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  • 5 months later...

I have very mixed feelings about the need for legislation. I've done quite a bit of research when I first heard about this and I was unable to find any statistics on the number of injuries or deaths or even accidents due to improper tire repair. We patch from in inside on most repairs but if there is a puncture right in the center of the tread and the tire has never gone to low I'll still plug it. We've never seen a failure in 36 years.

 

By the way Joe, the NY Bill number is 09683

 

I don't mind charging more for tire repairs. What do you guys charge for dismounting and repairing from the inside?

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I have very mixed feelings about the need for legislation. I've done quite a bit of research when I first heard about this and I was unable to find any statistics on the number of injuries or deaths or even accidents due to improper tire repair. We patch from in inside on most repairs but if there is a puncture right in the center of the tread and the tire has never gone to low I'll still plug it. We've never seen a failure in 36 years.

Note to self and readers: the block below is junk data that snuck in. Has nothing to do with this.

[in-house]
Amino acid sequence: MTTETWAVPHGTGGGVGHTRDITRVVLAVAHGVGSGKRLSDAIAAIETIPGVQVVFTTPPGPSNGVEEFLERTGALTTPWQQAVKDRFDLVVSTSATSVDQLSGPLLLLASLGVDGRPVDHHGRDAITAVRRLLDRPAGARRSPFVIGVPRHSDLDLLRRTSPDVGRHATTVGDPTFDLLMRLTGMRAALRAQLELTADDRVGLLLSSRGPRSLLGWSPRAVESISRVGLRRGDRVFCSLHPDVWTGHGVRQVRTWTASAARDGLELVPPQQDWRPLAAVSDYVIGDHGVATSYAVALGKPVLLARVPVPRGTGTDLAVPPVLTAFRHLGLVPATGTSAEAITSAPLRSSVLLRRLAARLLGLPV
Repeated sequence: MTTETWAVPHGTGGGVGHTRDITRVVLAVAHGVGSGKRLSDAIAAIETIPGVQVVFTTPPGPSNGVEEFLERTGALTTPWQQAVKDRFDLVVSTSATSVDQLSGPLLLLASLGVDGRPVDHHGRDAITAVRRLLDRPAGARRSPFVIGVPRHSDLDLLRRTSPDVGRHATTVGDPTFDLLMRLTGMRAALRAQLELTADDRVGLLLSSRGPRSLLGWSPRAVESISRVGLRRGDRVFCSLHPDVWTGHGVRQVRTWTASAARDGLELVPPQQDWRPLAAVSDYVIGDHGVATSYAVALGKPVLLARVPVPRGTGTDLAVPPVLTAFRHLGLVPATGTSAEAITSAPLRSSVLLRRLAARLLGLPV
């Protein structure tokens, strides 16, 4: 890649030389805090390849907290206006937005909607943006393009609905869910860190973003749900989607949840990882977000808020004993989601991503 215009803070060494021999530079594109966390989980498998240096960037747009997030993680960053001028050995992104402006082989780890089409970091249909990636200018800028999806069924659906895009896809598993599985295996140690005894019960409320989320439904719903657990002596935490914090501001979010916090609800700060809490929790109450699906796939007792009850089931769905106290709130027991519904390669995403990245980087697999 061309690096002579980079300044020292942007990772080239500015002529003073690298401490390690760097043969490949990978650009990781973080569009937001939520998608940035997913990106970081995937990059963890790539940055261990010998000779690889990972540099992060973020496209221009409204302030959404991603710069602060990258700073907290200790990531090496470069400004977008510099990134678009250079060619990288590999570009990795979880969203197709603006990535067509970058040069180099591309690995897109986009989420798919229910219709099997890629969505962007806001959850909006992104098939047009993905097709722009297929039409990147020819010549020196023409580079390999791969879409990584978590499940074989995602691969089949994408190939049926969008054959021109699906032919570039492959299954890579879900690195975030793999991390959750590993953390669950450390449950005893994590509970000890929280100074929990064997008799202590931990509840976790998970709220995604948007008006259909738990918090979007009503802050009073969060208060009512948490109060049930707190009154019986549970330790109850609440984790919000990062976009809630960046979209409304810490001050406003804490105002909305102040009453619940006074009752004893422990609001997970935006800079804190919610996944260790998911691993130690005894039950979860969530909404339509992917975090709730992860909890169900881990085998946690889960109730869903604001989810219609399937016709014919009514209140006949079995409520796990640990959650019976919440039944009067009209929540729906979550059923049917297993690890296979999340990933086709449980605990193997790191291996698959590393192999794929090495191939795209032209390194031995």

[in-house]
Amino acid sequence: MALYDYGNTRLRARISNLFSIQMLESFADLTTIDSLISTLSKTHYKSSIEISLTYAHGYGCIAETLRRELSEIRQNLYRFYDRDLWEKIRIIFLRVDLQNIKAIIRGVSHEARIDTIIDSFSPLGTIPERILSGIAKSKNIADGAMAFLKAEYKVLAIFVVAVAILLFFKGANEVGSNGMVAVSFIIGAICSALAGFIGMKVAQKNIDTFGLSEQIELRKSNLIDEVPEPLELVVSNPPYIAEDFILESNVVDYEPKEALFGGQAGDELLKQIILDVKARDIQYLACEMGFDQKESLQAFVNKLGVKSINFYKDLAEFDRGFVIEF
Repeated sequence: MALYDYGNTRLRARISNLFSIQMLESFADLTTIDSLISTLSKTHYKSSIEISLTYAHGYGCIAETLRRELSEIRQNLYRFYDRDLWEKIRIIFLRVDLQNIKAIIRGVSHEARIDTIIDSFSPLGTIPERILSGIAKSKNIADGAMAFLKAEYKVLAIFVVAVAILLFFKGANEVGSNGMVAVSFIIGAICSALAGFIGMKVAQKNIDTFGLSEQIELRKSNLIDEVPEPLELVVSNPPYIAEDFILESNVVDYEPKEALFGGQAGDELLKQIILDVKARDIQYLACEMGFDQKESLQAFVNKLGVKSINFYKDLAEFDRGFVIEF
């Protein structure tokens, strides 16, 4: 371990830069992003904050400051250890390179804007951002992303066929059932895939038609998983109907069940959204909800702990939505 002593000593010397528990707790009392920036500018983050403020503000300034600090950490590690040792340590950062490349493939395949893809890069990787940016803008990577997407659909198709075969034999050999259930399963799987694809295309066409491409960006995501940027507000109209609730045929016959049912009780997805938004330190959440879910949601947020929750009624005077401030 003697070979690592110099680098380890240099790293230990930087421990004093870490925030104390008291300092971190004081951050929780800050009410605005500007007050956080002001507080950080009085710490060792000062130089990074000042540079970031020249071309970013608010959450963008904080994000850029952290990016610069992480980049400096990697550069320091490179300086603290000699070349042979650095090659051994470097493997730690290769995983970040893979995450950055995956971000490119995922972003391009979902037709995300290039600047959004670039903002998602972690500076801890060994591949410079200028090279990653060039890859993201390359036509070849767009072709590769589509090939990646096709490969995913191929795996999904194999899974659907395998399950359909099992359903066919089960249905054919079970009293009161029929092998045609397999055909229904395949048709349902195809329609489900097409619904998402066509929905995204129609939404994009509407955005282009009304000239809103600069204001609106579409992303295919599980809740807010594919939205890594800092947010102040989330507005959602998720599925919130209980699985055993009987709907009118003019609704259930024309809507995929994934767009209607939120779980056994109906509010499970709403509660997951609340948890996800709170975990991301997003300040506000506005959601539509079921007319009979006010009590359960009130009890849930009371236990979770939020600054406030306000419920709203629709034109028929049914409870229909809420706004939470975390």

By the way Joe, the NY Bill number is 09683

 

I don't mind charging more for tire repairs. What do you guys charge for dismounting and repairing from the inside?

 

For an inside repair, which includes dismount, inspection, properly repairing the tire, remount and balance: $28.50. AND, that's a giveaway when you factor in the time it takes, but at that dollar amount, people complain. WHY? Because shops up the street will plug any tire, and many times not charge for it.

 

We scrutinize every tire now before we repair it. If there is any evidence that the tire was driven low, or if the tread depth is too low or if we feel that to repair the tire will compromise safety, we sell the a tire(s).

 

We also do tire repairs at N/C, because all our tire sales come with free rotation and free tire repairs. I don't mind this, these are my customers that are loyal and come back for all other services and repairs.

 

Great topic, glad it is continuing....

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i've never had a comeback with a plug,

though on my car hauler with 80psi tires, the plug gets out slowly while driving (still gets me through the day).